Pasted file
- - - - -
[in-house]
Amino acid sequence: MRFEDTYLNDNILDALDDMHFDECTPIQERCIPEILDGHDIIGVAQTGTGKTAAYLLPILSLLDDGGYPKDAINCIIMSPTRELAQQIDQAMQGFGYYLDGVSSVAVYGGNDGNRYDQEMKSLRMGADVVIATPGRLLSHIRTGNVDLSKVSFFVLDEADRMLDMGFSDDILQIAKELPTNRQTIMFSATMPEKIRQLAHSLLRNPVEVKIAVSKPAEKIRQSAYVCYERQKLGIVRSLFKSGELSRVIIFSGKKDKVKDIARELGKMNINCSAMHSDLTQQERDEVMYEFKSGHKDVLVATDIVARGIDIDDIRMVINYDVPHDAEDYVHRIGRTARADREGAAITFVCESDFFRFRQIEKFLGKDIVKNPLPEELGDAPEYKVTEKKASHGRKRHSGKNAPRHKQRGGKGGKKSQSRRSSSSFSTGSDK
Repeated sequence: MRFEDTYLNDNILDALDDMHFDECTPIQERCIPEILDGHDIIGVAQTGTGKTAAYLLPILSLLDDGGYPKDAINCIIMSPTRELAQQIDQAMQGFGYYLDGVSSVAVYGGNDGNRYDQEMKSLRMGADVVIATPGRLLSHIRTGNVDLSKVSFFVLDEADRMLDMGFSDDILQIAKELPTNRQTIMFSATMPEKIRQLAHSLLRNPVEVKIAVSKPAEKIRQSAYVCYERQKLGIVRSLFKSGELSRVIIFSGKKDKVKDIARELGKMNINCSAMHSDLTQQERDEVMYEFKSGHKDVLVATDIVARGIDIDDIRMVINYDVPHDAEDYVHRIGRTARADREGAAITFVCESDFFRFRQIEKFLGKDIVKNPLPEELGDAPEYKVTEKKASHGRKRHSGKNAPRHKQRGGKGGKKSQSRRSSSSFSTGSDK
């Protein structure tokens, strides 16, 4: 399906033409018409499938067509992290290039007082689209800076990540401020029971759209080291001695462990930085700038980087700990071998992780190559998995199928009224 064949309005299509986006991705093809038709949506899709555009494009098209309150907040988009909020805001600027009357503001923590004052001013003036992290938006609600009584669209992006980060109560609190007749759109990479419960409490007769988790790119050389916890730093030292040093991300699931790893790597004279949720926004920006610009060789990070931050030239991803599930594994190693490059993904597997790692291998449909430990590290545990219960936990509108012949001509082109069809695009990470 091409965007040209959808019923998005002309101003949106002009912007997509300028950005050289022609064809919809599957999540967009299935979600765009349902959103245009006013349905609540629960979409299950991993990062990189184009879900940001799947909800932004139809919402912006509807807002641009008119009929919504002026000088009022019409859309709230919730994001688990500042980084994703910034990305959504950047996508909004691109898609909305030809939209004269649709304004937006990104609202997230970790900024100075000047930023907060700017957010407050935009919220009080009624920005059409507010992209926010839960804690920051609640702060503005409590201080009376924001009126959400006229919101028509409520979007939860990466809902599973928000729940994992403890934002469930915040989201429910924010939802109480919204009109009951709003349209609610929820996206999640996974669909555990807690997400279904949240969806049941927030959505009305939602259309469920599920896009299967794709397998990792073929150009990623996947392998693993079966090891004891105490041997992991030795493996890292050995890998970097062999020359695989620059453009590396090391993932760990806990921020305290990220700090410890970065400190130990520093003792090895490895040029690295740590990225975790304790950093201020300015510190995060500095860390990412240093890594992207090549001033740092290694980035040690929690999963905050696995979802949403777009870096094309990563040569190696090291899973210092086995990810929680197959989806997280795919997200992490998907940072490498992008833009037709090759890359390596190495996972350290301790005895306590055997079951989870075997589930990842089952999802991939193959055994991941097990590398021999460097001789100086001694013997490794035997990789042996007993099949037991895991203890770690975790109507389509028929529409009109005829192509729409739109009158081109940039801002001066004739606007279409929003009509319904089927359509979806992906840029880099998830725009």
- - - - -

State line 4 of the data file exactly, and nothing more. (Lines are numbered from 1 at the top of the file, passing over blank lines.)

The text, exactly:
């Protein structure tokens, strides 16, 4: 399906033409018409499938067509992290290039007082689209800076990540401020029971759209080291001695462990930085700038980087700990071998992780190559998995199928009224 064949309005299509986006991705093809038709949506899709555009494009098209309150907040988009909020805001600027009357503001923590004052001013003036992290938006609600009584669209992006980060109560609190007749759109990479419960409490007769988790790119050389916890730093030292040093991300699931790893790597004279949720926004920006610009060789990070931050030239991803599930594994190693490059993904597997790692291998449909430990590290545990219960936990509108012949001509082109069809695009990470 091409965007040209959808019923998005002309101003949106002009912007997509300028950005050289022609064809919809599957999540967009299935979600765009349902959103245009006013349905609540629960979409299950991993990062990189184009879900940001799947909800932004139809919402912006509807807002641009008119009929919504002026000088009022019409859309709230919730994001688990500042980084994703910034990305959504950047996508909004691109898609909305030809939209004269649709304004937006990104609202997230970790900024100075000047930023907060700017957010407050935009919220009080009624920005059409507010992209926010839960804690920051609640702060503005409590201080009376924001009126959400006229919101028509409520979007939860990466809902599973928000729940994992403890934002469930915040989201429910924010939802109480919204009109009951709003349209609610929820996206999640996974669909555990807690997400279904949240969806049941927030959505009305939602259309469920599920896009299967794709397998990792073929150009990623996947392998693993079966090891004891105490041997992991030795493996890292050995890998970097062999020359695989620059453009590396090391993932760990806990921020305290990220700090410890970065400190130990520093003792090895490895040029690295740590990225975790304790950093201020300015510190995060500095860390990412240093890594992207090549001033740092290694980035040690929690999963905050696995979802949403777009870096094309990563040569190696090291899973210092086995990810929680197959989806997280795919997200992490998907940072490498992008833009037709090759890359390596190495996972350290301790005895306590055997079951989870075997589930990842089952999802991939193959055994991941097990590398021999460097001789100086001694013997490794035997990789042996007993099949037991895991203890770690975790109507389509028929529409009109005829192509729409739109009158081109940039801002001066004739606007279409929003009509319904089927359509979806992906840029880099998830725009």